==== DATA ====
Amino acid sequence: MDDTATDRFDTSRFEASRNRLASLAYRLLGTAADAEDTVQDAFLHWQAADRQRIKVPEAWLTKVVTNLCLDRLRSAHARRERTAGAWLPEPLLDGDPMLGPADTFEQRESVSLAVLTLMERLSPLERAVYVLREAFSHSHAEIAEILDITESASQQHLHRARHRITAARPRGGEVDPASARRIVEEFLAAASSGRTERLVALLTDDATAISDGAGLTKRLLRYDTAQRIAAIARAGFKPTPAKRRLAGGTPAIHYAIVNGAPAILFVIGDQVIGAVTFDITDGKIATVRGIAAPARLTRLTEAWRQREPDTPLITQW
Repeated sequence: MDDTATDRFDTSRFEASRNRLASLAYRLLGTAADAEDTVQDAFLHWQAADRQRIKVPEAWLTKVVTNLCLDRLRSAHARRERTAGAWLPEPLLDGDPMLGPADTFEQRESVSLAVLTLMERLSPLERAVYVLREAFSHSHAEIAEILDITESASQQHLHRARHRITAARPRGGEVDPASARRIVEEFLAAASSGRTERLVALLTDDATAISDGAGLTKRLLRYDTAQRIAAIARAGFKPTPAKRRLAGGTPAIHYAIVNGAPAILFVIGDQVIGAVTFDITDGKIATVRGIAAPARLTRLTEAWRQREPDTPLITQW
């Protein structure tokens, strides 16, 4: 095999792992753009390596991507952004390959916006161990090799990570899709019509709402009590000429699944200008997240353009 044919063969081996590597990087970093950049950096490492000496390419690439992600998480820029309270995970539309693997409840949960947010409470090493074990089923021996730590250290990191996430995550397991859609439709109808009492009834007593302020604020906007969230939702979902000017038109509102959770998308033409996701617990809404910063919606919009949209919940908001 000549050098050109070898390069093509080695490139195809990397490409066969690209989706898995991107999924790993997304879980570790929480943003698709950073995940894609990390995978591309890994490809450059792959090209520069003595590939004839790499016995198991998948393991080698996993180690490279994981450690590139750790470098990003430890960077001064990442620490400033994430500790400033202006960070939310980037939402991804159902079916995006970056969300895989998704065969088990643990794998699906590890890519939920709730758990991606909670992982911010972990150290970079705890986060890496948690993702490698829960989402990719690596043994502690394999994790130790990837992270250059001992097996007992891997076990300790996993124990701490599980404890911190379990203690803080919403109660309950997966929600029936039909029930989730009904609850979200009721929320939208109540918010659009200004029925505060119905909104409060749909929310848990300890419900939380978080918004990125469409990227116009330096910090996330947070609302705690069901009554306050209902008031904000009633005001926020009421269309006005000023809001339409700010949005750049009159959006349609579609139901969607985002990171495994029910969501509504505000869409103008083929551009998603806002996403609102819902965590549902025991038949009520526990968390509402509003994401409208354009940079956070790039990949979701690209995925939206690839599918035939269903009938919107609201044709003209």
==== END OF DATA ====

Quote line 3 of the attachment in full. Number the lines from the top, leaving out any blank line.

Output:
């Protein structure tokens, strides 16, 4: 095999792992753009390596991507952004390959916006161990090799990570899709019509709402009590000429699944200008997240353009 044919063969081996590597990087970093950049950096490492000496390419690439992600998480820029309270995970539309693997409840949960947010409470090493074990089923021996730590250290990191996430995550397991859609439709109808009492009834007593302020604020906007969230939702979902000017038109509102959770998308033409996701617990809404910063919606919009949209919940908001 000549050098050109070898390069093509080695490139195809990397490409066969690209989706898995991107999924790993997304879980570790929480943003698709950073995940894609990390995978591309890994490809450059792959090209520069003595590939004839790499016995198991998948393991080698996993180690490279994981450690590139750790470098990003430890960077001064990442620490400033994430500790400033202006960070939310980037939402991804159902079916995006970056969300895989998704065969088990643990794998699906590890890519939920709730758990991606909670992982911010972990150290970079705890986060890496948690993702490698829960989402990719690596043994502690394999994790130790990837992270250059001992097996007992891997076990300790996993124990701490599980404890911190379990203690803080919403109660309950997966929600029936039909029930989730009904609850979200009721929320939208109540918010659009200004029925505060119905909104409060749909929310848990300890419900939380978080918004990125469409990227116009330096910090996330947070609302705690069901009554306050209902008031904000009633005001926020009421269309006005000023809001339409700010949005750049009159959006349609579609139901969607985002990171495994029910969501509504505000869409103008083929551009998603806002996403609102819902965590549902025991038949009520526990968390509402509003994401409208354009940079956070790039990949979701690209995925939206690839599918035939269903009938919107609201044709003209």